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Credit Freezing

March 13, 2006

My article last week about the ability to "freeze" your credit with the credit agencies so no one can steal your identity has caused me to get a lot of mail. I'll reproduce one letter I have received already:

Tracey:  Read your article/letters re Credit Freeze.

Thought you might like to know:

Identity theft is the fastest growing crime in America, increasing 600 percent since the year 2000. Nationwide, one person every four seconds is a victim of identity theft. In addition approximately 10 million people have their identity stolen annually. Businesses pay $50 billion per year as a result; and private citizens pay $5 billion per year to support the efforts of such malfeasance.

The average person spends $850 and 4-5 years undoing an Identity Theft.

A Fraud Alert may well be ignored by the teen in the cell-phone store, but here's a further consequence. Most credit-granting systems are computer-based and therefore untouched by human hands. The grantors don't want their costs to rise by confirming each application with a Fraud Alert. Hence it is more cost effective to just deny credit when a Fraud Alert is present; the law of unintended consequences.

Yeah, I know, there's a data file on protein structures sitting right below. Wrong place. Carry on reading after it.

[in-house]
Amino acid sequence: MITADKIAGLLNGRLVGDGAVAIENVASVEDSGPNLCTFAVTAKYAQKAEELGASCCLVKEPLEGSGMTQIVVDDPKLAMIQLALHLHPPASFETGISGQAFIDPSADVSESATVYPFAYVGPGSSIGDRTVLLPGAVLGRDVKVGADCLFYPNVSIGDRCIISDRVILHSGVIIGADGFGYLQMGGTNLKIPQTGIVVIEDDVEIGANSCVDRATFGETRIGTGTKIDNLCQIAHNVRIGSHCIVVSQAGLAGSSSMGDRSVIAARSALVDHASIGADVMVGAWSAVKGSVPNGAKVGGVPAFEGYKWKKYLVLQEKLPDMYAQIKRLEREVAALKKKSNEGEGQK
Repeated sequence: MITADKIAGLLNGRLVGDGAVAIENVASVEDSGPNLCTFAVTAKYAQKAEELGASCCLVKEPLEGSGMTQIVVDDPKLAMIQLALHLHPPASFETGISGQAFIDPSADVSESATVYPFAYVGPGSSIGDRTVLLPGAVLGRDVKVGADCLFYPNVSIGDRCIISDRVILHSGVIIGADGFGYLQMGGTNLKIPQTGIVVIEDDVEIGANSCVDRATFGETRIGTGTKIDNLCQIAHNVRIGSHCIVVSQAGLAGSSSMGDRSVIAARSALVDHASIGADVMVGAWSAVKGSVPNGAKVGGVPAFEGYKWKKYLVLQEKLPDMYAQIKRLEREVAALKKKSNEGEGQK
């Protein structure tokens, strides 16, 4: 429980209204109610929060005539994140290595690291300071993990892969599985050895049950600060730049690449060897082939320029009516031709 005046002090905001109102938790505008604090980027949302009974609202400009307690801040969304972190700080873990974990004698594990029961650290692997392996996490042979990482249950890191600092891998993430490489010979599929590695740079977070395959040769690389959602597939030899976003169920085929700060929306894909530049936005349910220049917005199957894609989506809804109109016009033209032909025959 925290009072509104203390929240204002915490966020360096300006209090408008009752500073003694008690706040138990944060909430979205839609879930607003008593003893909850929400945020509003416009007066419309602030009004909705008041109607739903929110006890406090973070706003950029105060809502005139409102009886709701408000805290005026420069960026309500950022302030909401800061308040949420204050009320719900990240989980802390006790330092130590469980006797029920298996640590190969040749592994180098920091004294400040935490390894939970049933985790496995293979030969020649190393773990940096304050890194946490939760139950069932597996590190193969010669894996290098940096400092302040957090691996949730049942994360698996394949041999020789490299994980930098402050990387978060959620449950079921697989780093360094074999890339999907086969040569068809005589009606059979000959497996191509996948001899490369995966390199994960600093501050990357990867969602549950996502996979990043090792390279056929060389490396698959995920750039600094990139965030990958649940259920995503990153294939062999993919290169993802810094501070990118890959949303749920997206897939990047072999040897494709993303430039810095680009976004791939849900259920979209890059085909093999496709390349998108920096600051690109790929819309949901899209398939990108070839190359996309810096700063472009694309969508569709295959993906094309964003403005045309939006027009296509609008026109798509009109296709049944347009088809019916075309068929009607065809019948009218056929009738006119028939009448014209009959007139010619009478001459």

The credit bureaus make their money out of selling our information.  They consider this data to be their property and they don't want us exerting any control over its use such as by locking our records.

Lastly, if memory serves me, you can obtain a PIN specifically for the use of the credit grantor.  It is different than your PIN and is good only for the one transaction.  I haven't used this method as it flies in the face of a computer-based granting system.  The only downside of Freezing is the impulse buyer who is offered a 10% discount at a dept. store if they take the store's credit card. Frankly, anyone who does this clearly knows little about credit scoring algorithms and the "hit" that their FICO (not all but most credit bureaus/grantors use Fair Isaac's FICO scoring system ) score can take.  While it takes 3 business days to get your records unlocked, you can then leave them open for the credit grantor's scoring system for a week to three weeks and they are then frozen again automatically.  What is the likelihood that an identity thief will try during that "window"?

For me, freezing my credit records gives me peace of mind but in physics we learn that "for every action there is an equal and opposite reaction".  It is only a matter of time until the crooks learn some other way to beat the freeze or steal our money or identities; the latest being intercepting debit card number's in an ATM network to directly steal our checking account money.  Unlike credit cards, debit cards, favored by 20-somethings, don't carry the same Federal protections.

I will cover the topic further as information comes in.

TES




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